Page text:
President Barack Obama on Thursday told supporters attending a gay fundraiser that at least three Marines recently thanked him for repealing “Don't Ask, Don't Tell.”

“Don't Ask, Don't Tell” is the policy that barred gay and bisexual troops from serving openly. The policy officially ended on September 20.

The president made his remarks while attending a fundraiser held in the home of Karen Dixon and Dr. Nan Schaffer of Washington, D.C.

According to a White House pool report, roughly 40 people attended the fundraiser, which raised $1,432,000 for the Obama for America campaign.

Obama was introduced by Laura Ricketts, the openly gay owner of the Chicago Cubs.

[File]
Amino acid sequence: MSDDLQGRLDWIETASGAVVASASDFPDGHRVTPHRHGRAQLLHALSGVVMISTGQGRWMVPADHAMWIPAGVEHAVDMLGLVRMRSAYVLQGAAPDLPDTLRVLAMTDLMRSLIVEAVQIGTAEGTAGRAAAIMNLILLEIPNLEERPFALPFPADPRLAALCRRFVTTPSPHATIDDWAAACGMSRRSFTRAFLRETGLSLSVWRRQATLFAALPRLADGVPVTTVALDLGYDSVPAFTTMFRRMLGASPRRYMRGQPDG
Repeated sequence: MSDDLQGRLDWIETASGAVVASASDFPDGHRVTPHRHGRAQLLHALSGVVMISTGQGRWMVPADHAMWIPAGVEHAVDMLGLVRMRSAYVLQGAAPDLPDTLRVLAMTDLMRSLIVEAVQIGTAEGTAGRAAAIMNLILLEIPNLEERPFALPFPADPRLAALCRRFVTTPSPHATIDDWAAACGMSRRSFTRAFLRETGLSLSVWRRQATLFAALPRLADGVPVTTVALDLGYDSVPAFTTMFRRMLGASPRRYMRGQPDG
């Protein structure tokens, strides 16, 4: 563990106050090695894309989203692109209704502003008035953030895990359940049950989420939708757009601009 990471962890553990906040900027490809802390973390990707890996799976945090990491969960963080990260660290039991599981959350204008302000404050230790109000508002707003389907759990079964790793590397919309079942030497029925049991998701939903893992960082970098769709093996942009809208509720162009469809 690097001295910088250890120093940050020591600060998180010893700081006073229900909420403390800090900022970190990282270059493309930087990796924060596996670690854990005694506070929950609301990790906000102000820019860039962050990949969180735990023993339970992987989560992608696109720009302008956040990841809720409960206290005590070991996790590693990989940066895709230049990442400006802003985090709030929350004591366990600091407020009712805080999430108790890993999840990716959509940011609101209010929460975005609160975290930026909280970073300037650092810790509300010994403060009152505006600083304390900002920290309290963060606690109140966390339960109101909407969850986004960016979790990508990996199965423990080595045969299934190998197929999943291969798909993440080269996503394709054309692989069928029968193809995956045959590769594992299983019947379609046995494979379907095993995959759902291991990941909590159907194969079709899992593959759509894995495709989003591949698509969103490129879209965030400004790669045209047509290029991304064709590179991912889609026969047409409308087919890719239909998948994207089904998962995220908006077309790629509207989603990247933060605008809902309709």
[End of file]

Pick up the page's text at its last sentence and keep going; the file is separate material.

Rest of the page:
“The work that we've done with the LGBT community, I think, is just profoundly American,” he told the crowd.

On DADT, Obama said that none of the warnings of opponents have come to pass.

“Because we did it methodically – since it happened, nothing's happened,” he said. “There hasn't been any notion of erosion in unit cohesion.”

He added that while in Hawaii he worked out at the Marine base, where at least three Marines thanked him for ending the policy.

“At least three times that I was at that gym, people came up, very quietly, to say, you know what, thank you for ending 'Don't Ask, Don't Tell.'”

“I didn't even know whether or not they were gay or lesbian. I didn't ask. That wasn't the point. The point was these were outstanding Marines who appreciated the fact that everybody was going to be treated fairly.”